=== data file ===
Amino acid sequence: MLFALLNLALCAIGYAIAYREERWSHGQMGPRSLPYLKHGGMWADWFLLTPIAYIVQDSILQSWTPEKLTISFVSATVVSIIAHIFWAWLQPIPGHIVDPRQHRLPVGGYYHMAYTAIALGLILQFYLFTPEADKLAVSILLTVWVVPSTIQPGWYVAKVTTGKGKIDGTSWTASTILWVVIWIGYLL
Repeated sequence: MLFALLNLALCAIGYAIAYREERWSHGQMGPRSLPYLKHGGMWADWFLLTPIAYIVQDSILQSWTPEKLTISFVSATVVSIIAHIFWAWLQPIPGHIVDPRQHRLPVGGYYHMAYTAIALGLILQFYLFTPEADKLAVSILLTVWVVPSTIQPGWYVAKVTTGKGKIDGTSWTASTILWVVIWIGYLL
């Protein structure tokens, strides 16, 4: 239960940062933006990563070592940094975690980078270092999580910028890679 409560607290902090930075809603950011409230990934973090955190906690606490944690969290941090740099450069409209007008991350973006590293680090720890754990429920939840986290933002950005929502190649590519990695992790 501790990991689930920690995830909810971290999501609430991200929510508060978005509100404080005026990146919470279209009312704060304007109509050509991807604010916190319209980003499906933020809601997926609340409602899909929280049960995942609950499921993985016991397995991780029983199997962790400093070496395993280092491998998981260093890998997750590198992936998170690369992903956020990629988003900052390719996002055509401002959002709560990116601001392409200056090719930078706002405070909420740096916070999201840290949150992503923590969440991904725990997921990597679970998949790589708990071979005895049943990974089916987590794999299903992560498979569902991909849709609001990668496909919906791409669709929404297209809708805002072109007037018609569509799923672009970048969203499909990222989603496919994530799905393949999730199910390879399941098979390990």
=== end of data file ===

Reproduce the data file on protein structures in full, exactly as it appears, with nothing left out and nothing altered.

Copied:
Amino acid sequence: MLFALLNLALCAIGYAIAYREERWSHGQMGPRSLPYLKHGGMWADWFLLTPIAYIVQDSILQSWTPEKLTISFVSATVVSIIAHIFWAWLQPIPGHIVDPRQHRLPVGGYYHMAYTAIALGLILQFYLFTPEADKLAVSILLTVWVVPSTIQPGWYVAKVTTGKGKIDGTSWTASTILWVVIWIGYLL
Repeated sequence: MLFALLNLALCAIGYAIAYREERWSHGQMGPRSLPYLKHGGMWADWFLLTPIAYIVQDSILQSWTPEKLTISFVSATVVSIIAHIFWAWLQPIPGHIVDPRQHRLPVGGYYHMAYTAIALGLILQFYLFTPEADKLAVSILLTVWVVPSTIQPGWYVAKVTTGKGKIDGTSWTASTILWVVIWIGYLL
């Protein structure tokens, strides 16, 4: 239960940062933006990563070592940094975690980078270092999580910028890679 409560607290902090930075809603950011409230990934973090955190906690606490944690969290941090740099450069409209007008991350973006590293680090720890754990429920939840986290933002950005929502190649590519990695992790 501790990991689930920690995830909810971290999501609430991200929510508060978005509100404080005026990146919470279209009312704060304007109509050509991807604010916190319209980003499906933020809601997926609340409602899909929280049960995942609950499921993985016991397995991780029983199997962790400093070496395993280092491998998981260093890998997750590198992936998170690369992903956020990629988003900052390719996002055509401002959002709560990116601001392409200056090719930078706002405070909420740096916070999201840290949150992503923590969440991904725990997921990597679970998949790589708990071979005895049943990974089916987590794999299903992560498979569902991909849709609001990668496909919906791409669709929404297209809708805002072109007037018609569509799923672009970048969203499909990222989603496919994530799905393949999730199910390879399941098979390990």